Imperial Triumphant - Abyssal Gods
Code666 Records
Death/black metal
10 songs (41:52)
Release year: 2015
Code666 Records
Reviewed by Charles
Maybe a bit shallow of me, but I was first bothered to listen to pick this out of a stack of promos by the fact that it featured two members of Pyrrhon, one of my most exulted death metal bands. Imperial Triumphant are billed as cutting-edge- even avant-garde, black metal from New York; not such a new thing nowadays, but the idea of that band’s spiralling, fusion-influenced style being brought to bear on the subject had a lot of appeal for me at least. (Having said that, the frontman here (supplying vocals and guitar) is the somewhat-offensively named Ilya Goddessraper, who does a great job). Anyway. There are certainly a lot of commonalities with Pyrrhon, though the ‘black metal‘ tag thrown at it is somewhat misleading. If I had to sum this up as glibly as possible, I’d say it’s like the aforementioned playing, not the kind of Atheist-inspired fusion-death of albums like Mother of Virtues, but the darker, more abstract kind of death metal which is de rigeur currently, and embodied by bands like Altars, Baring Teeth or the revitalised Gorguts.

It begins with freeform cacophony, a sort of brutal free jazz vibe, accentuated by what sounds like a saxophone screeching over the top (thoughts of the more violent parts of Shining’s Blackjazz album spring to mind). This cacophony takes a very loose kind of shape, with blast beats and blackened riffs clawing around feverishly for some kind of form, before a sudden, vertiginous drop into quiet ambiance (quite typical). Often, the guitars swirl around in a kind of indecipherable violence; tracks like Opposing Holiness, or the horrifying epic Krokodil almost channel Portal, in this respect. The title of Black Psychedelia makes it sound like a manifesto statement, and sounds like one also: madly twanging bass, frenetic guitar scratching, before a gibbering lead solo from Mr Goddessraper threatens to push things over the edge.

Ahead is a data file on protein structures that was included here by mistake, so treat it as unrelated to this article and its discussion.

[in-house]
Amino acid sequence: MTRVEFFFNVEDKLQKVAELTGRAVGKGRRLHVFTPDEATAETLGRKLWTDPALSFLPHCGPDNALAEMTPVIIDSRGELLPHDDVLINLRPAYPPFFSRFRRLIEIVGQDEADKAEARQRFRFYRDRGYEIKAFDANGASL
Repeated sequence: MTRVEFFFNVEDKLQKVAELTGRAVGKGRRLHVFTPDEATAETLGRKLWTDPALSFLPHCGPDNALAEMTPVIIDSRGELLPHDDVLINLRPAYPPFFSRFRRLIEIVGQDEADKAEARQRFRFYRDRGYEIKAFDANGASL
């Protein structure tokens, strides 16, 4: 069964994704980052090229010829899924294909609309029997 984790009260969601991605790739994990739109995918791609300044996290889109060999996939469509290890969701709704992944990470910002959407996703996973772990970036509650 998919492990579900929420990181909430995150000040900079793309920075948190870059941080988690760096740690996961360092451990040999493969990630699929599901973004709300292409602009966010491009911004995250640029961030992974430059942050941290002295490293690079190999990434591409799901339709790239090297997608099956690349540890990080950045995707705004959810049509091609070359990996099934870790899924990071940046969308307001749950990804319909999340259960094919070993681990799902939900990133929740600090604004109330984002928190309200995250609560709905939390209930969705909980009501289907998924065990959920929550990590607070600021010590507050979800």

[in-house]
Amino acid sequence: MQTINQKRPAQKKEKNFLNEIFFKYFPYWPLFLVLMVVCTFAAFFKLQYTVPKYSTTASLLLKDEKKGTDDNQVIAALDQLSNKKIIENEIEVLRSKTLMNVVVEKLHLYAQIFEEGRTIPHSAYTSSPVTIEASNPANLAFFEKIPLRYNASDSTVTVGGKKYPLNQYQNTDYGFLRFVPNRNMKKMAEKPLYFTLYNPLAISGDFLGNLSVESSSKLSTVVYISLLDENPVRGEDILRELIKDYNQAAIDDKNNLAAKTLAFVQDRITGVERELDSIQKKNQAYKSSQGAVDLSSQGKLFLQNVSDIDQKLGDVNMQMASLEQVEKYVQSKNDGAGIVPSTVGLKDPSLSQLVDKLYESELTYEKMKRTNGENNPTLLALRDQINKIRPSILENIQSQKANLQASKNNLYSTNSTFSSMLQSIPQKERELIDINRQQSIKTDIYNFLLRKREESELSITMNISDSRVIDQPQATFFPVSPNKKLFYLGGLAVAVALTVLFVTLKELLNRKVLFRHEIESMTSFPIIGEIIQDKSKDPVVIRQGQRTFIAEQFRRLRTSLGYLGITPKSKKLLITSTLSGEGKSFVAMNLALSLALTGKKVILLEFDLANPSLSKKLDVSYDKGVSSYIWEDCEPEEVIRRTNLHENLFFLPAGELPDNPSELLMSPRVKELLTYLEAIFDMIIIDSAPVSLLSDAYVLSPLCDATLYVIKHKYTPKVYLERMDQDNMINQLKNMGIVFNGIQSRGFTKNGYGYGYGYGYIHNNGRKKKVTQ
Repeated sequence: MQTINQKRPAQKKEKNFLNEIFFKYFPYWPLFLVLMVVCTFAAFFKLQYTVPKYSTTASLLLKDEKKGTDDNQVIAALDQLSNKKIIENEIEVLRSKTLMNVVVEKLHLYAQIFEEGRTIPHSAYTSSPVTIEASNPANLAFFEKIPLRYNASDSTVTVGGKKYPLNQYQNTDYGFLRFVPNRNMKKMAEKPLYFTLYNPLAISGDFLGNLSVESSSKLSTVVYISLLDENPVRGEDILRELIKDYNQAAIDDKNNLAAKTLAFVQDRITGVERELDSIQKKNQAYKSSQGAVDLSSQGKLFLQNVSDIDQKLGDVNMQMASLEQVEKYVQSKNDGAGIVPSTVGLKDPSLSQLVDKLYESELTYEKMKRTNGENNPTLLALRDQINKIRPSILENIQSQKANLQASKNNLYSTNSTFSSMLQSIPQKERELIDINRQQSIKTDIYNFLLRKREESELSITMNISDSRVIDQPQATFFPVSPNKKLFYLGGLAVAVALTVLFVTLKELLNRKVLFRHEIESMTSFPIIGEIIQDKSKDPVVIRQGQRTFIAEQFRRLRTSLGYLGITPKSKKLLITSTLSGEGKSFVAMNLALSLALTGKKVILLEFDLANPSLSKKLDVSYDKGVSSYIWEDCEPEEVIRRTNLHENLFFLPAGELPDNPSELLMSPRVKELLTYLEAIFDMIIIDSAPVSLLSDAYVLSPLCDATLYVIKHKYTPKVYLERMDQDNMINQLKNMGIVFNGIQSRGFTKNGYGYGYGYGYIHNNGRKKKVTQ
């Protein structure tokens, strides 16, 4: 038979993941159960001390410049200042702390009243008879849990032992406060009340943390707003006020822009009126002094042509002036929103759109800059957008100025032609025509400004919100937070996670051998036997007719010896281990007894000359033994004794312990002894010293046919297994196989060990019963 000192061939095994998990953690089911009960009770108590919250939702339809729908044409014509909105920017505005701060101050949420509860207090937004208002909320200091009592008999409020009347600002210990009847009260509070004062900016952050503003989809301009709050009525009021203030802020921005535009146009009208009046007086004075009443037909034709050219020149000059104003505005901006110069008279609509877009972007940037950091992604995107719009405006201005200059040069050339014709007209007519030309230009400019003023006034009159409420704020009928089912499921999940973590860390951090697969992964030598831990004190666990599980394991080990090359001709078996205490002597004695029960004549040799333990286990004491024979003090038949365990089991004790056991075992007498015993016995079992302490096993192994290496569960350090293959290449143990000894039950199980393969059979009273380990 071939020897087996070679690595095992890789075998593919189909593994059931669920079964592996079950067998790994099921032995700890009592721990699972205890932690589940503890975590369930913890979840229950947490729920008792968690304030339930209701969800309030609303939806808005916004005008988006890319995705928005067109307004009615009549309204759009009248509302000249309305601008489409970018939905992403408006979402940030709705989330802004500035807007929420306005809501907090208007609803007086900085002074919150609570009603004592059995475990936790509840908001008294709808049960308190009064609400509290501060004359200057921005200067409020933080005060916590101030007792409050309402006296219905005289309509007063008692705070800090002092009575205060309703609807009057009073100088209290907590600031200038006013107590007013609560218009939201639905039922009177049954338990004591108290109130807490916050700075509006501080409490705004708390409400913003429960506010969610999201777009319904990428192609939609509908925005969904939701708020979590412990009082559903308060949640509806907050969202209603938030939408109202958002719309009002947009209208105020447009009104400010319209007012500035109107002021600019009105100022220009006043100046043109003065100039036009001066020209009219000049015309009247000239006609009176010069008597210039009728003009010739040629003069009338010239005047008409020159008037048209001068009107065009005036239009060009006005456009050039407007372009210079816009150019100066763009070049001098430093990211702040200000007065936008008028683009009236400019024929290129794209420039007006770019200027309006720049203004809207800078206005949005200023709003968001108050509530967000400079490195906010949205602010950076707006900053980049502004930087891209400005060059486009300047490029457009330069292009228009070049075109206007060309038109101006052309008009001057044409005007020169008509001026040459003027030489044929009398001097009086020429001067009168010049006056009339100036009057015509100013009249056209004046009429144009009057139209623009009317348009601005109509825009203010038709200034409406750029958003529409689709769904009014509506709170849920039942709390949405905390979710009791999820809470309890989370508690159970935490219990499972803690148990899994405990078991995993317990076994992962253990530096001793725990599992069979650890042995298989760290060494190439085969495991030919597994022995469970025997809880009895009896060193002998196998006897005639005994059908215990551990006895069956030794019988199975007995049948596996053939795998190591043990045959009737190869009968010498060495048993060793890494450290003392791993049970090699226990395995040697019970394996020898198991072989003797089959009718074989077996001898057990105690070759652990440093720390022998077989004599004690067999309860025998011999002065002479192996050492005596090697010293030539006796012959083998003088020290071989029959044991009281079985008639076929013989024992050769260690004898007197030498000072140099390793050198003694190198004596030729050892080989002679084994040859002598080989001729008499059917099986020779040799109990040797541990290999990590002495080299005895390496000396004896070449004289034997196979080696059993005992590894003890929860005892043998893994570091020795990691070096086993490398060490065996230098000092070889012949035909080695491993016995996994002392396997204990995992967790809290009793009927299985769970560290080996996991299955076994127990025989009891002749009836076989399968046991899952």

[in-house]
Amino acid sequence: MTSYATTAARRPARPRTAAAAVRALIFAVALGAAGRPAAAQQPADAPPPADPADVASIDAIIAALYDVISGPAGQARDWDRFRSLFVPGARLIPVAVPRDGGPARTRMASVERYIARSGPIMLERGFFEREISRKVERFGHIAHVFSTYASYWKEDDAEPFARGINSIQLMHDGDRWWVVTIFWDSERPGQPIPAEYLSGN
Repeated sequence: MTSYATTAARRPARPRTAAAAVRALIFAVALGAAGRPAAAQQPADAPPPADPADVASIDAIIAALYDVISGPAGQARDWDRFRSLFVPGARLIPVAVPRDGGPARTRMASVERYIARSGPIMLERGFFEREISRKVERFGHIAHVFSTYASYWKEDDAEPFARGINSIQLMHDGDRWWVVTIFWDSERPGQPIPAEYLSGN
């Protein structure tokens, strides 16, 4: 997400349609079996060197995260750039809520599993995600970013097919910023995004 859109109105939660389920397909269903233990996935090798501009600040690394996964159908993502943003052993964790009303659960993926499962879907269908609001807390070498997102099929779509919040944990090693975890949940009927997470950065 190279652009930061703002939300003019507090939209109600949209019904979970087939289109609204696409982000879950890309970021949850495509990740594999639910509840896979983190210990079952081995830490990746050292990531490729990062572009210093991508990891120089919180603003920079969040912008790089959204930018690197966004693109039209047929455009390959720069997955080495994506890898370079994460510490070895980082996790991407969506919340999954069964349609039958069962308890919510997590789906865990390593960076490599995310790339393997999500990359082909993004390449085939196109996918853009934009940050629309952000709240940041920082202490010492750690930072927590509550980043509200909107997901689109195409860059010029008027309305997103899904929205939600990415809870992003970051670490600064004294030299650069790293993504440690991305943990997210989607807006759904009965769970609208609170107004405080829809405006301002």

At other times, things are a bit less freeform. Certain tracks- Dead Heaven or Twins, for instance- bear a very strong resemblance to something we might find on Obscura. The piss-taking jazz break in the middle of Opposing Holiness reminds me of Once Was Not-era Cryptopsy, or Cephalic Carnage. A lot of the album’s character comes from the atmospheric little twists that are strewn liberally throughout it. The spooky choral interludes of Celestial War Rape, for example, or the sarcastic church bells of Vatican Lust. This is all topped, however, by the obtuse closer Metropolis, a slab of what sounds like bona fide free improv, as if someone like Cecil Taylor had just walked into the room. While there is no shortage of bands pushing black/death metal in these kinds of directions, It is the freakish collision of all these various elements that makes Abyssal Gods a lot of fun to listen to.

Killing Songs :
Black Psychedelia, Krokodil
Charles quoted 80 / 100
Other albums by Imperial Triumphant that we have reviewed:
Imperial Triumphant - Vile Luxury reviewed by Goat and quoted 85 / 100
Imperial Triumphant - Goliath (EP) reviewed by Goat and quoted no quote
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There are 2 replies to this review. Last one on Thu Feb 26, 2015 11:24 am
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